Miss Havisham on the couch

Ever since I saw David Lean’s film version of Great Expectations on TV as a kid, I have been fascinated by the character of Miss Havisham who, having been jilted on the morning of her wedding, has stopped all the clocks and lives on for years in her wedding dress, one shoe on, cake rotting on the table amidst the cobwebs of her rotting mansion.

Inspiration for Norma Desmond in one of my favorite American films, Sunset Boulevard, Miss Havisham embodies not just heartbreak but Post Traumatic Stress Disorder.  When we think about PTSD we tend to think about violent events, particularly war experiences, but the mechanics of PTSD are that overwhelming emotional experience causes a person to mentally leave the building of their body for a time (think of that slow motion, floaty feeling just before the impact of a car accident).

As a result, the surreal self cannot fully process the trauma, and it is left to float like so many cobwebs throughout the body, never making it to be properly filed in the brain’s true memory storage area.  Since the trauma is loose in the body, it can be triggered by sounds, smells or sights and suddenly loom up as if it were happening in real time, rather like a pop-up window unexpectedly opening on a computer screen.

For these reasons, an important aspect of treating Post Traumatic Stress Disorder involves the traumatized person telling their story, often repeatedly, until it can be properly stored as memory and no longer intrude at wanton moments.

In Great Expectations, Miss Havisham adopts a daughter and trains her to be a heart breaker, eventually herself succumbing to burn wounds after her wedding dress catches fire.  I believe that we all have an inner Miss Havisham—the part of us that has been jilted, hurt, humiliated, rejected and tasted dirt in return for our sincere love; the chief offenders tend to be parents, siblings, lovers and once-trusted friends, yet we humans can be incredibly resistant to forgive those who have deeply hurt us.

Perhaps one reason we cling to our anger, and end up stuck in time (often stuck somewhere in childhood, even if we do not Gothically dress the macabre part) is that we unconsciously hope for the return of the lost loved one as well as their love… the very love we consciously negate (i.e. the revisionist view of the awful parent who we believe is all bad and who never loved us, as well as the idea that we never loved them). 

Much as tears are meant to bring the mommy to us when we are helpless babies, our sorrowful displays are often unconsciously meant to attract the consciously devalued love-object.

Thus, as 2009 finds itself in its end of life final hours, this is a good time to put any Havisham aspects of this year, as well as years gone by, on the couch and talk through whatever traumas still haunt us and/or block us from being free, happy and our best Selves.  Talk to a friend about this, talk to a shrink, post it as a comment if that feels useful or write about it in a private journal.  Anything you can do to help explain to yourself why you feel wounded, not necessarily excusing those who have hurt us by unconsciousness or by malice, but forgiving for the sake of ourselves.  And if you’re not yet sure you are worthy of good things (owing to the wounds to self-esteem that often come along with trauma), heal for the good of your children (see “If mama’s not happy nobody’s happy”: http://tiny.cc/Ybltr).  Whether or not revenge is a dish best served cold, living well is often our best revenge (and letting go of anger frees us to love and live well).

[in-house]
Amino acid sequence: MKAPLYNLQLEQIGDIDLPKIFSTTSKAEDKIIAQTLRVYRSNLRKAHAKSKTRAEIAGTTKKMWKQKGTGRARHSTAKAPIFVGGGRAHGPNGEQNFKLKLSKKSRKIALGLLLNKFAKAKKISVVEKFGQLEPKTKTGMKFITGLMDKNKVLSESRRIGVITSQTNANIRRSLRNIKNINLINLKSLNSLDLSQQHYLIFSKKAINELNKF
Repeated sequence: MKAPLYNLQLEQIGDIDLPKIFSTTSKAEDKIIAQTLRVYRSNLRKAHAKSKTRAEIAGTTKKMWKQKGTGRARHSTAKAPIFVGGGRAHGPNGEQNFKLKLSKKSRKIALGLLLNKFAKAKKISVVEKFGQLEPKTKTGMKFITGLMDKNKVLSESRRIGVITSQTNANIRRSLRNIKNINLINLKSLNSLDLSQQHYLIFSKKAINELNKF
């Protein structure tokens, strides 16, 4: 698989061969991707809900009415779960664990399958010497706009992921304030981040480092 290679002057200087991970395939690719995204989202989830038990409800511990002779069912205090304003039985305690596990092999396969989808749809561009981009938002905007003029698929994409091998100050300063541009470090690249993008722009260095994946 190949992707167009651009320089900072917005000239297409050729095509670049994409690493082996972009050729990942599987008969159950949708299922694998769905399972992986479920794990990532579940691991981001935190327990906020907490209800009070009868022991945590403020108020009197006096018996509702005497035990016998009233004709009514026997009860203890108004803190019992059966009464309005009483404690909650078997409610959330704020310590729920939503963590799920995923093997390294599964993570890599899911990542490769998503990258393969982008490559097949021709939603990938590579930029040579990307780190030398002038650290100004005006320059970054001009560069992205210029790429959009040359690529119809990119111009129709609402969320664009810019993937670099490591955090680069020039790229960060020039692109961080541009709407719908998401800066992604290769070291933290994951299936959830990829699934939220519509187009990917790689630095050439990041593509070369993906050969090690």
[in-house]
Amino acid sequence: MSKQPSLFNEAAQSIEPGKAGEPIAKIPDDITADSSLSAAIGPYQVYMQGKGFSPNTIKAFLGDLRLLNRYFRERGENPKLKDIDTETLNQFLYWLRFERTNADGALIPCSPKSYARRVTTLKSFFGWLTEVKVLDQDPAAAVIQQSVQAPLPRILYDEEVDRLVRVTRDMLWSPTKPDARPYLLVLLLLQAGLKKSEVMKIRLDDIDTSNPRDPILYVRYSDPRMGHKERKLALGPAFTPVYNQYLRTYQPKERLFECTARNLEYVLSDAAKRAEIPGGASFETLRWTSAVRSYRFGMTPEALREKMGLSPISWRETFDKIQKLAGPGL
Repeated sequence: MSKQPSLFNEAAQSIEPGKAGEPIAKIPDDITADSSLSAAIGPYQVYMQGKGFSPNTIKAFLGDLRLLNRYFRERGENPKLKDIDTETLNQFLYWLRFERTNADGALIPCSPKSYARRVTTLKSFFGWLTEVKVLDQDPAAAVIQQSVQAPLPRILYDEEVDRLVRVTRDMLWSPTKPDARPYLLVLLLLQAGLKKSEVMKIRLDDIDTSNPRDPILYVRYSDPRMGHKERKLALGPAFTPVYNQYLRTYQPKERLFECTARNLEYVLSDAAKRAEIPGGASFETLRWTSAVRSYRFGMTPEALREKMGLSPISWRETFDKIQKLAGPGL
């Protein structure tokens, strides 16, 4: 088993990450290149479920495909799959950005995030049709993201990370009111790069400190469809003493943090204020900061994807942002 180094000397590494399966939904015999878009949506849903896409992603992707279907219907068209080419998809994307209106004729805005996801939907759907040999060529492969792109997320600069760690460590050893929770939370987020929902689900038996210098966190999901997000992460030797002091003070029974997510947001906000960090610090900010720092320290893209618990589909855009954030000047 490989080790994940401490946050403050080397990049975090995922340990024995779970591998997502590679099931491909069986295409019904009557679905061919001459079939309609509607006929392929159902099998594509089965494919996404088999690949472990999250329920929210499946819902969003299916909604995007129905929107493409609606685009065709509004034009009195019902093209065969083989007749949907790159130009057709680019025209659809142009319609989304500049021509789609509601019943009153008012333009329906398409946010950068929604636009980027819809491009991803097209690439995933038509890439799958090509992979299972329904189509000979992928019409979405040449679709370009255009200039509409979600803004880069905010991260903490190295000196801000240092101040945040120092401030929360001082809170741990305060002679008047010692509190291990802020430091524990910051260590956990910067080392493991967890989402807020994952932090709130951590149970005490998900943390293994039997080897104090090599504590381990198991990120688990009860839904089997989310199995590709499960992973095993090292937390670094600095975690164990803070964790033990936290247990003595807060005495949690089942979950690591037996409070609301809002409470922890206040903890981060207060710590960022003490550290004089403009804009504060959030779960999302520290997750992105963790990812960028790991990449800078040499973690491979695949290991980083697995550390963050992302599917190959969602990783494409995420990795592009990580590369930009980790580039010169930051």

So, let’s dedicate today to being conscious of our traumas, to working them through and healing—in the service of our own kids and all our collective children.

Namaste, Bruce

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2 Responses to “Miss Havisham on the couch”

  1. Beth K Says:

    My inner Miss Haversham seemed to be gone during my achievement-filled twenties and thirties, but I have gradually come to see that some long-past events still need further processing. This post made me feel less alone. Thank you.

  2. Paul Says:

    After reading this post I became aware of many things. Both my parents had traumatic losses in their families that paralyzed them in many ways, which may have even led to their relationship. Consequently, I’ve been predisposed to the same “Miss Havisham” paralysis, perhaps because it connects me emotionally to my parents. Also, Great Expectations along with Oliver Twist have been my favorite Dickens books, perhaps because I not only felt familiar with Miss Havisham’s response to loss, but also because I’ve always identified with the abandoned child in Pip and Oliver. What’s interesting to me as I think about this in light of Great Expectations is that it was an escaped criminal who provided love and caregiving to Pip. Lots to think about. Thank you Bruce.

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